I just need the concept so on something simple like 1100 0111 0000 0000 Any help is greatly appreciated*Sorry, for some reason, I can't enter down. Bascially it is a 4x4 matrix while using those numbers

Printable View

- Mar 17th 2012, 10:37 AMCollegeGal09Find the Basis of a row
I just need the concept so on something simple like 1100 0111 0000 0000 Any help is greatly appreciated*Sorry, for some reason, I can't enter down. Bascially it is a 4x4 matrix while using those numbers

- Mar 17th 2012, 02:29 PMDevenoRe: Find the Basis of a row
"rows" don't have a basis, row SPACES do. rows are vectors. vector spaces have bases.

in this case, each row can be regarded as an element of R^4. since 0-elements are always linearly dependent, only non-zero rows are eligible for membership in a basis. you have 2 non-zero row vectors:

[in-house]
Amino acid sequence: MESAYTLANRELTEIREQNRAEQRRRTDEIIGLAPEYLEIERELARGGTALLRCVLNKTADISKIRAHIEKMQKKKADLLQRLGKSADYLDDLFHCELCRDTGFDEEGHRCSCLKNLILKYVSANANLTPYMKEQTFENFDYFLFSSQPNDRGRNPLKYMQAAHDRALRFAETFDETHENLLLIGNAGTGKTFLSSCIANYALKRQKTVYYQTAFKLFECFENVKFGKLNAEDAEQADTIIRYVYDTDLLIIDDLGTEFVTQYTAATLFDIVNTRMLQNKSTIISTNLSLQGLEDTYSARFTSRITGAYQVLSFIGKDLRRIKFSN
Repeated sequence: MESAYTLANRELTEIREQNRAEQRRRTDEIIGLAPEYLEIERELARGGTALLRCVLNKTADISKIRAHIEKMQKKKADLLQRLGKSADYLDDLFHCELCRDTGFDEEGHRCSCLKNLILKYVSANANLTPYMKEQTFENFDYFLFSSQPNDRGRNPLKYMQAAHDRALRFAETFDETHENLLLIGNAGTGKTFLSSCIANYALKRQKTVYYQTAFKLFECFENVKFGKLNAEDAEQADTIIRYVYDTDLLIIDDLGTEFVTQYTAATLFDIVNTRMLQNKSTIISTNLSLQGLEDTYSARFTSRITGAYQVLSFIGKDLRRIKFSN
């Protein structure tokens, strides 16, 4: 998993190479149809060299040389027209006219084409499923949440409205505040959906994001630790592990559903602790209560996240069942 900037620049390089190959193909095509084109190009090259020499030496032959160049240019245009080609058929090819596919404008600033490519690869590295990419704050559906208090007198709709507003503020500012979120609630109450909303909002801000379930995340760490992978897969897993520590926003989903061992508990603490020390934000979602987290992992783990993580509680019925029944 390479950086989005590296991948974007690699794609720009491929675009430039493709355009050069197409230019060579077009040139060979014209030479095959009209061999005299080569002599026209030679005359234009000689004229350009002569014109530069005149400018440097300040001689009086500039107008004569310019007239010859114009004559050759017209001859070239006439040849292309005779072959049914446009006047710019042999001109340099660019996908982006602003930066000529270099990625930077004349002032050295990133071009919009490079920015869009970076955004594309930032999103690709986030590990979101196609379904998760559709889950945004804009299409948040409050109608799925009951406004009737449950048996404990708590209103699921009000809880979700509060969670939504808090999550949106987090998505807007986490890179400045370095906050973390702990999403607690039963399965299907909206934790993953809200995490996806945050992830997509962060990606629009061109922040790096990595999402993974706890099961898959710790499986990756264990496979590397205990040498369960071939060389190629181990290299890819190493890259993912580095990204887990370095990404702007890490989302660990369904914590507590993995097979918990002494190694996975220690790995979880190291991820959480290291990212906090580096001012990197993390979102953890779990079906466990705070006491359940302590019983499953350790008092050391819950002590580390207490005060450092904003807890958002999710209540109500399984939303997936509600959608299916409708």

(1,1,0,0) and (0,1,1,1).

to prove this is a basis for the row space, you need to show linear independence.

so suppose a(1,1,0,0) + b(0,1,1,1) = (0,0,0,0). this is the same as saying:

(a,a+b,b,b) = (0,0,0,0)

can you prove that we HAVE to have a = 0, and b = 0 (hint: look at the first two coordinates of the vectors on each side of the equality).